The most frustrating part of the waiting game came when we all knew the President had arrived to the high school, but hadn’t come in yet. The crowd did nothing to help this when they would randomly start cheering, we’d all press record, only for it to be a false alarm. This happened a lot. Finding myself with a mix of excitement, nervousness and exhaustion, this was not an enjoyable part of the day.
The President was greeted by thunderous applause after the McGavock HS Student Body President introduced the commander-in-chief. I was so enamored by the fact the sitting President was in my midst, I had to remind myself to focus on the task at hand, ACTUALLY COVERING THE PRESIDENT’S SPEECH. Matt manned one camera, and I had the other. Matt kept a stationary (safety) shot of the President and took still photos. I was a “hero cam” of sorts, to steal a multicamera reference. I would get crowd shots, wide shots, extreme close shots. I also attempted to get some cell phone videos and photos that could be instantly uploaded onto our social media websites.
A side note here, I don’t care about what your politics are, the President is a gifted communicator. He told jokes, he was demonstrative, he was truly gifted.
The experience was so enjoyable, the President’s address went by like a blink of an eye. Before I even realized it, the President had given his conclusion and was shaking hands.
Now the fun really began.
The Final Stretch
Throughout the entire day, the White House staff had a structure to everything. That all ended after the President left the building. Barriers could be crossed, which meant, interviews could be had. Matt and I instantly dashed for Nashville Mayor Karl Dean. We were so caught up in the excitement, we forgot our mic. So I ran back to get the tangled mic chord. I was worried this mental lapse would mean we missed the Mayor. I finally got our mic untangled from the rest of the jumbled XLR cables and dashed back towards the Mayor. At the time, pretty much all of Nashville stations had him in a pooled interview. We waited for Nashville media, who were pooled together so close we couldn’t fit in, to finish. Without much pomp and circumstance to it, Mayor Dean popped out of the media huddle and was walking away. I got the Mayor’s attention, and then went blank. Nada. Zilch. I stumbled with my words for a second, and then, with all the clumsiness I could muster, uttered out a question that kinda-sorta-not really asked a question about how he thought the President did. Luckily, I wasn’t Karl’s first interview. He gave me a look that said “I know what you’re trying to ask me kid,” and gave a great answer. THANKFULLY, my additional questions to Mayor Dean were put together much more cohesively. I’m grateful he didn’t just walk off.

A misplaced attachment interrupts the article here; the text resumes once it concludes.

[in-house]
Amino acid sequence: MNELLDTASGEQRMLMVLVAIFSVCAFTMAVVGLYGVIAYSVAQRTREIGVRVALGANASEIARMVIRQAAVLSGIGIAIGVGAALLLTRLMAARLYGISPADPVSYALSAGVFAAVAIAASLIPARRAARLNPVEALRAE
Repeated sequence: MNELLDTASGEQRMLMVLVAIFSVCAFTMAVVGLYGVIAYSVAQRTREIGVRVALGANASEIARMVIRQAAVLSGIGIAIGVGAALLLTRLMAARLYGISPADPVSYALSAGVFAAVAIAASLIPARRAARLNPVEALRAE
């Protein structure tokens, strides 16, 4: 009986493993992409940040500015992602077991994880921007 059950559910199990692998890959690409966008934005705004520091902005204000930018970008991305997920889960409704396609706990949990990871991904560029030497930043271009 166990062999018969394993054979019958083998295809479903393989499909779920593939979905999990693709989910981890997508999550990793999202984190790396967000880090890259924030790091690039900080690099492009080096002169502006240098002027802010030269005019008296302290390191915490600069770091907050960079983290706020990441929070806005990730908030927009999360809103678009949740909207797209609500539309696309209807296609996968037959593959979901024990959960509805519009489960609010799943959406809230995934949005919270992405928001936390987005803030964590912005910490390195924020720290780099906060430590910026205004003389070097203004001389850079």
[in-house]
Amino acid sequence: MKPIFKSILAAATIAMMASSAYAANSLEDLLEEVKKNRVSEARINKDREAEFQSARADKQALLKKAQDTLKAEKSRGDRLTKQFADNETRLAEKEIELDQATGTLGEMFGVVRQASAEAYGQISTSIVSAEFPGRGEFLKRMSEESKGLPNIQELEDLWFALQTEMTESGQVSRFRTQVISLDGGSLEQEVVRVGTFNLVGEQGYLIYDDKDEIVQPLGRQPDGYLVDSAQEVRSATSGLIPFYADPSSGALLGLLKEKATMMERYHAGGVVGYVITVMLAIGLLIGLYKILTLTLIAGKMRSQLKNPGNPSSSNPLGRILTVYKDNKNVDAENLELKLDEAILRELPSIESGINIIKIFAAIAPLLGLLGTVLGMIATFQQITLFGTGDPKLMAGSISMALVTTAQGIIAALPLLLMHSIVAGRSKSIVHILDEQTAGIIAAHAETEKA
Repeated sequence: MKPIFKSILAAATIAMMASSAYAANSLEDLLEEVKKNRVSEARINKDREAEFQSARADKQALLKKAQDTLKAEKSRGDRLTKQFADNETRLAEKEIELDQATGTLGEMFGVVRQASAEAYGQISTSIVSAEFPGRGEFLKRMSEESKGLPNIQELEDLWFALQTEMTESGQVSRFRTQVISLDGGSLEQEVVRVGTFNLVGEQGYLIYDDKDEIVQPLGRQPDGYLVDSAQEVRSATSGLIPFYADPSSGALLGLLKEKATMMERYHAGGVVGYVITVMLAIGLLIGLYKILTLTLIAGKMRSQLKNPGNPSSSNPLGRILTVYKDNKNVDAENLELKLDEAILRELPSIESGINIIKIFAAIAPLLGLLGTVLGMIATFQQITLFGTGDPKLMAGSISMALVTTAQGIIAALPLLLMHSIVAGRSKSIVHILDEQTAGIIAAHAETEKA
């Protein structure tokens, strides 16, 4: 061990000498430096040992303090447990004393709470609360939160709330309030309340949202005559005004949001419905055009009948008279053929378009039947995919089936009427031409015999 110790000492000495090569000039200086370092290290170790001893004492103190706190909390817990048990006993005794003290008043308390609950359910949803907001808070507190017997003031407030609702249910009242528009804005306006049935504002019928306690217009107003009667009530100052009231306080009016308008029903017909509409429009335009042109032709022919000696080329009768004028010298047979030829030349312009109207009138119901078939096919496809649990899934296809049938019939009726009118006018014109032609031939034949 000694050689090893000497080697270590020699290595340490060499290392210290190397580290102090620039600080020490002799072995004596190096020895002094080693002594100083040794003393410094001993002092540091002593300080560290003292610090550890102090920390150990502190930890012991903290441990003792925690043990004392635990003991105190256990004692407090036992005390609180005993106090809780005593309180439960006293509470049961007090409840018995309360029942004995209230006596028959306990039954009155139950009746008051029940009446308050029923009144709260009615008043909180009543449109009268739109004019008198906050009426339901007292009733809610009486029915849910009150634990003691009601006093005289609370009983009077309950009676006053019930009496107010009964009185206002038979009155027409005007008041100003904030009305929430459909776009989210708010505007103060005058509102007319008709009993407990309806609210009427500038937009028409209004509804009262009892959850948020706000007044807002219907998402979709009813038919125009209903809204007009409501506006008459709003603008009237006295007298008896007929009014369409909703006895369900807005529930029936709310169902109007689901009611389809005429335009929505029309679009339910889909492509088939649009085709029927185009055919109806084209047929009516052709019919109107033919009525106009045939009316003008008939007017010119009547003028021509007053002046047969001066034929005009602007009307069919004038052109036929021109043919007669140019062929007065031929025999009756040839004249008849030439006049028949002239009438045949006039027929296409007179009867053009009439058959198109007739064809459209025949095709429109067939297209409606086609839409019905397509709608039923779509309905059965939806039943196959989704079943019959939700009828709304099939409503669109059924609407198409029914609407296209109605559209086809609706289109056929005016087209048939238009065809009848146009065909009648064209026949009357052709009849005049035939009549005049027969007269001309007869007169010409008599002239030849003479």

After the Mayor’s interview, we dashed frantically to grab Rep. Jim Cooper, only one of 2 Democratic Tennessee Congressman. I asked Representative Cooper if he would speak with us. He told me, “this has to be quick.” I dove straight into “how do you think the President did today?” His reply was what every reporter dreams of – short, witty, and to the point. Knowing fully well that that was a great soundbite and he had places to be, we thanked the Congressman and let him go meet up with the President to return to Air Force One.
Next, we shot a standup in front of the podium and waited on a student the President highlighted in his speech. She did numerous live shots and interviews with media for quite a while. Finally. she became available for us, and we got the chance to talk to her.
Her story was pretty amazing. She said she was verbally attacked by a teacher in Middle School who told her she would never amount to anything in high school and just forget college. She said she gave up on teachers at that point, that is, until her broadcast teacher came along. I enjoyed talking to her. Though still a meek and mild recent-high school graduate, I could tell she was empowered by her teacher and the media frenzy she had been a part of that day.
The Load Out
Our shooting was done and it was time to get out. We packed up our 2 EMJ camera kits in the pelican cases, carried out our pack of wireless mics, and lugged our 2 tripods back across the street to Donelson Fellowship Church’s parking lot. The day was over right?
Nope. Our day was just beginning.
The root word of “News” is “New”. If it isn’t timely, it isn’t important. So, Matt and I went through drive-thru to scarf down some food and stopped by the Shell for some essentials and got to work. We edited the video package and uploaded photos until about 2 am. THEN, our landmark day covering the President was over.
The experience was unlike any I’ve ever been a part of. Between the process of getting approved to cover the event, to the protesters, the event itself, and the post-address interviews, it was such a useful and humbling experience. Everyone we met from different media outlets were kind and friendly. It was truly a once-in-a-lifetime kind of day. Thank you to Matthew Parker who was so helpful throughout the entire process, Professor Rob Jasso for pointers and equipment, Mr. Stephan Foust – Director for the Center for Innovation in Media for guidance and counseling, Emily West – Editor-in-Chief of Sidelines for helping us with social media and for posting our video on their article, MTSU’s Facebook page for featuring our story on one of their posts, and the President of the United States for visiting Nashville, so I could be reminded why I’m pursuing this career, and why I love my major, my school, and my opportunities that few others get a chance to experience.